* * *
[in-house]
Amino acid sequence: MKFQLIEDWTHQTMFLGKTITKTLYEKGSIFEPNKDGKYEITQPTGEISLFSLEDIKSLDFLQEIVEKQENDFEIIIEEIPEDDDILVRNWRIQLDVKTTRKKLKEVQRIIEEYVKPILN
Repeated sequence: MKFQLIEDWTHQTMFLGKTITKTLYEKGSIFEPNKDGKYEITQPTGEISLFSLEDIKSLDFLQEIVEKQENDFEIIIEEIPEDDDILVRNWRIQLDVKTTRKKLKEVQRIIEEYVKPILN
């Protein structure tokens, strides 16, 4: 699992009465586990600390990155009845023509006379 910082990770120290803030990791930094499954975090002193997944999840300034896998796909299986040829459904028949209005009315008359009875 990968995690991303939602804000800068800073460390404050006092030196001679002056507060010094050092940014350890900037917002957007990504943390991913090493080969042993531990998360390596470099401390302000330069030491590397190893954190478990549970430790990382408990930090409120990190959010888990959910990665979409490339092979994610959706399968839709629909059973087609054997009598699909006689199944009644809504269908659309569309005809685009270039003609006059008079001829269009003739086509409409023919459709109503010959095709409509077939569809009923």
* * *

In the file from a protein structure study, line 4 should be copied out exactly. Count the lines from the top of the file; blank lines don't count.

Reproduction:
């Protein structure tokens, strides 16, 4: 699992009465586990600390990155009845023509006379 910082990770120290803030990791930094499954975090002193997944999840300034896998796909299986040829459904028949209005009315008359009875 990968995690991303939602804000800068800073460390404050006092030196001679002056507060010094050092940014350890900037917002957007990504943390991913090493080969042993531990998360390596470099401390302000330069030491590397190893954190478990549970430790990382408990930090409120990190959010888990959910990665979409490339092979994610959706399968839709629909059973087609054997009598699909006689199944009644809504269908659309569309005809685009270039003609006059008079001829269009003739086509409409023919459709109503010959095709409509077939569809009923």